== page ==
Note: Where available, the PDF/Word icon below is provided to view the complete and fully formatted document
 Download Current HansardDownload Current Hansard    View Or Save XMLView/Save XML

Previous Fragment    Next Fragment
Monday, 25 June 2018
Page: 3811

Senator MOLAN (New South Wales) (17:31): A key part of the motion that Senator Griff has put forward—and it's a very good and logical motion—is to provide facts. As Senator Griff said, quite often people don't have access to facts or are reluctant to ask for the facts that they need. In a general sense, I'd like to state that the government supports greater transparency to assist patients. We are certainly keen to work with the states to develop mechanisms to ensure greater public disclosure in our healthcare systems.

Information is currently collected and published by the states. It varies and it generally focuses on matters such as admissions, emergency department wait times, elective surgery wait times, hospital acquired infections and patient experiences. The government will work with the states to harmonise the reporting of this information, which can be incredibly important for patients. We will also continue to work with the states and territories to progress a national approach to clinical quality registries, which should lead to relevant outcomes measures being reported through the new Australian Health Performance Framework. But when we consider a motion which speaks of 'the need for Australia to have a more transparent and accountable health system that helps consumers make informed choices' we immediately come up against scare campaigns, disinformation and intentional wrong information that quite often can overcome the well-intentioned information that people themselves may seek.

There is the need for Australia to have a more transparent and accountable healthcare system that helps consumers make more informed choices. There are no two ways about that. But what goes against this is, in particular, the approach that Labor takes to this key issue. I recently had experience of this in Eden-Monaro, the electorate in which I live. The problem is that disinformation provided by Labor, particularly the scare campaign about the health system that was run during the 2016 election campaign—a campaign that was tried again in Bennelong and failed—goes against what Senator Griff is trying to achieve. The member for Eden-Monaro, Mike Kelly MP, as part of that campaign, recently claimed that the government is cutting $2.2 million from Eden-Monaro's public health system. When this is broken down, he claims that certain amounts have been cut from the South East Regional Hospital, from Queanbeyan hospital and from Cooma, Tumut, Yass, Pambula, Braidwood, Bombala, Tumbarumba, Batlow-Adelong and Delegate hospitals. Mr Kelly said:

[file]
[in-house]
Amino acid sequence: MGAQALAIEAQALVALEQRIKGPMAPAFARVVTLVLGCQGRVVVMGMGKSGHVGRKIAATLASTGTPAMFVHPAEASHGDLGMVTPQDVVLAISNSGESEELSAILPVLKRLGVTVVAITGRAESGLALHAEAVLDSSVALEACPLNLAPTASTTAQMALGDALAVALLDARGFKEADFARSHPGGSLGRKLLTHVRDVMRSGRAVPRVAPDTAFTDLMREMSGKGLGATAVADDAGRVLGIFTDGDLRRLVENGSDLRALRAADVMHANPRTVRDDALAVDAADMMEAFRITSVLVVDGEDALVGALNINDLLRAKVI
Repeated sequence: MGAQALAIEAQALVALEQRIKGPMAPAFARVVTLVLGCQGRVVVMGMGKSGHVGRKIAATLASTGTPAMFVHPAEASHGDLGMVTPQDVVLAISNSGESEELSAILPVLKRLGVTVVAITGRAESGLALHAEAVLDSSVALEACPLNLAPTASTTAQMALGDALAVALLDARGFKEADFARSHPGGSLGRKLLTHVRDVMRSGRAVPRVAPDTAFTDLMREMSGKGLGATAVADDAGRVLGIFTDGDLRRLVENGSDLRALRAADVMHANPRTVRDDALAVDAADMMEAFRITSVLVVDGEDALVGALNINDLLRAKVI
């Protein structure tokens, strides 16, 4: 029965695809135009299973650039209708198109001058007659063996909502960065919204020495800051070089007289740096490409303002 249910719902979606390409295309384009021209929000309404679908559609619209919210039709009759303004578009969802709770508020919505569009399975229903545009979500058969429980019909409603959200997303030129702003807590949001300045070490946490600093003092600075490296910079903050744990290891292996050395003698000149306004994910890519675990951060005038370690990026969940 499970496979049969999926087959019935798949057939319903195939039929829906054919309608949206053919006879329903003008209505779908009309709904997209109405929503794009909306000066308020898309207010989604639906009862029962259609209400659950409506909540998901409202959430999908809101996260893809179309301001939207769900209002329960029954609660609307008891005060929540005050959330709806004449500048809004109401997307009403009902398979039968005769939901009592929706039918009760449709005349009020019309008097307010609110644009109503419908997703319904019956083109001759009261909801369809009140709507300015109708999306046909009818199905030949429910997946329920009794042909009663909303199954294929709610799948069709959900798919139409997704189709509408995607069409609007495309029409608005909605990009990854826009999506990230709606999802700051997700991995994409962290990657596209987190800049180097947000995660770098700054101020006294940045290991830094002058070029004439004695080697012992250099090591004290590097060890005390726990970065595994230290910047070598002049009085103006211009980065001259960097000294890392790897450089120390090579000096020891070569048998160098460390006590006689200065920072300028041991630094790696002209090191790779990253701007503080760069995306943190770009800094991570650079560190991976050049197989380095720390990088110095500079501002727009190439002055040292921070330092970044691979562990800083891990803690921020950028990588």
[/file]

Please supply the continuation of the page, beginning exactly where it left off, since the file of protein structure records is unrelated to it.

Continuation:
Access to health care should be determined by your Medicare card - not your credit card …

That's just a ridiculous statement. Mr Kelly claims:

… we will always fight to protect Medicare and we will fight Turnbull's $2.2 million cut to Eden-Monaro's hospitals.

Of course, the relationship between the member for Eden-Monaro and the Labor leadership is something we have to remember.

The Department of Health go to the point that Senator Griff was making, in that they put out the truth. The truth is that, in contrast to Labor's last year in government, this year the coalition has delivered nearly $2 billion more to New South Wales hospitals. The truth is that funding is increasing by $9 billion more under the new hospital funding agreement for New South Wales hospitals. That is a fact. In 2012-13 Labor delivered only $43 million for the Southern NSW Local Health District, the district within Eden-Monaro, compared to $100 million from the coalition in 2016-17. If we want transparency, we must have truth, and you cannot have truth when these facts are being misrepresented. The coalition delivered an increase over 2012-13 of 131 per cent. The coalition delivered $13.8 billion in 2012-14 and increased this to a record $22.7 billion by 2021—an increase of 64 per cent. This is not a cut.